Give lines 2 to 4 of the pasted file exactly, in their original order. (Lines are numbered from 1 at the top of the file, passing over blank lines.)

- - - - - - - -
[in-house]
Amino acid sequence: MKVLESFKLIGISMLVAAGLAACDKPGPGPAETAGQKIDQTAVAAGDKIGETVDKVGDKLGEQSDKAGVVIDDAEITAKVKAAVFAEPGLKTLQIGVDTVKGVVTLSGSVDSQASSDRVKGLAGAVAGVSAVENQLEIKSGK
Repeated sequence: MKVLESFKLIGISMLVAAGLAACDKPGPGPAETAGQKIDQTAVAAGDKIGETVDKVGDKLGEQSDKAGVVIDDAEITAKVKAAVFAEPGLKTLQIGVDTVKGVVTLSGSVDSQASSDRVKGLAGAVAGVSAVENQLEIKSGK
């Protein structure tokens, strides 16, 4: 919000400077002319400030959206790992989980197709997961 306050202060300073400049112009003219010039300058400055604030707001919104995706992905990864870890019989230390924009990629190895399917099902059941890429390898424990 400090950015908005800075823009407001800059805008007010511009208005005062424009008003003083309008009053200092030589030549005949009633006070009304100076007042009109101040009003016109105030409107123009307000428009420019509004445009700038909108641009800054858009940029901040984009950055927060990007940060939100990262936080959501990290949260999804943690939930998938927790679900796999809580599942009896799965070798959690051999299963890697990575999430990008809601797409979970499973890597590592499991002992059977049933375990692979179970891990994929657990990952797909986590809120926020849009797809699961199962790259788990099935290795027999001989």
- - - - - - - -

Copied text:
Amino acid sequence: MKVLESFKLIGISMLVAAGLAACDKPGPGPAETAGQKIDQTAVAAGDKIGETVDKVGDKLGEQSDKAGVVIDDAEITAKVKAAVFAEPGLKTLQIGVDTVKGVVTLSGSVDSQASSDRVKGLAGAVAGVSAVENQLEIKSGK
Repeated sequence: MKVLESFKLIGISMLVAAGLAACDKPGPGPAETAGQKIDQTAVAAGDKIGETVDKVGDKLGEQSDKAGVVIDDAEITAKVKAAVFAEPGLKTLQIGVDTVKGVVTLSGSVDSQASSDRVKGLAGAVAGVSAVENQLEIKSGK
């Protein structure tokens, strides 16, 4: 919000400077002319400030959206790992989980197709997961 306050202060300073400049112009003219010039300058400055604030707001919104995706992905990864870890019989230390924009990629190895399917099902059941890429390898424990 400090950015908005800075823009407001800059805008007010511009208005005062424009008003003083309008009053200092030589030549005949009633006070009304100076007042009109101040009003016109105030409107123009307000428009420019509004445009700038909108641009800054858009940029901040984009950055927060990007940060939100990262936080959501990290949260999804943690939930998938927790679900796999809580599942009896799965070798959690051999299963890697990575999430990008809601797409979970499973890597590592499991002992059977049933375990692979179970891990994929657990990952797909986590809120926020849009797809699961199962790259788990099935290795027999001989």